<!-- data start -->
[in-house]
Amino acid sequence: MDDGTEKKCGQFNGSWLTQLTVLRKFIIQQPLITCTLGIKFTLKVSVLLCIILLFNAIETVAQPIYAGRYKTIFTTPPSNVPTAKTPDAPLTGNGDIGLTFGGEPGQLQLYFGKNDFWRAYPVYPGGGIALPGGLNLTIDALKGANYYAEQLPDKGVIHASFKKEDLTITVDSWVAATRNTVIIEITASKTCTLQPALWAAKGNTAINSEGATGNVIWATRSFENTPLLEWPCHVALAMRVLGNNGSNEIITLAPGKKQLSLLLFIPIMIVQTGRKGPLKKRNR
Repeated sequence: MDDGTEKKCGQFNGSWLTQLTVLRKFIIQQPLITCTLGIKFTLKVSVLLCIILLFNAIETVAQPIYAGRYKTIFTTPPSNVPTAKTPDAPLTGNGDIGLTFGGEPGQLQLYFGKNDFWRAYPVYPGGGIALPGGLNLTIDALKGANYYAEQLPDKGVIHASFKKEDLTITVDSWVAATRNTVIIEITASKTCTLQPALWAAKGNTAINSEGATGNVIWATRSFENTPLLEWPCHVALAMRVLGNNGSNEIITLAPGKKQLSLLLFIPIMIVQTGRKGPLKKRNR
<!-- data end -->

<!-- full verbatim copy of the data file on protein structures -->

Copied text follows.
[in-house]
Amino acid sequence: MDDGTEKKCGQFNGSWLTQLTVLRKFIIQQPLITCTLGIKFTLKVSVLLCIILLFNAIETVAQPIYAGRYKTIFTTPPSNVPTAKTPDAPLTGNGDIGLTFGGEPGQLQLYFGKNDFWRAYPVYPGGGIALPGGLNLTIDALKGANYYAEQLPDKGVIHASFKKEDLTITVDSWVAATRNTVIIEITASKTCTLQPALWAAKGNTAINSEGATGNVIWATRSFENTPLLEWPCHVALAMRVLGNNGSNEIITLAPGKKQLSLLLFIPIMIVQTGRKGPLKKRNR
Repeated sequence: MDDGTEKKCGQFNGSWLTQLTVLRKFIIQQPLITCTLGIKFTLKVSVLLCIILLFNAIETVAQPIYAGRYKTIFTTPPSNVPTAKTPDAPLTGNGDIGLTFGGEPGQLQLYFGKNDFWRAYPVYPGGGIALPGGLNLTIDALKGANYYAEQLPDKGVIHASFKKEDLTITVDSWVAATRNTVIIEITASKTCTLQPALWAAKGNTAINSEGATGNVIWATRSFENTPLLEWPCHVALAMRVLGNNGSNEIITLAPGKKQLSLLLFIPIMIVQTGRKGPLKKRNR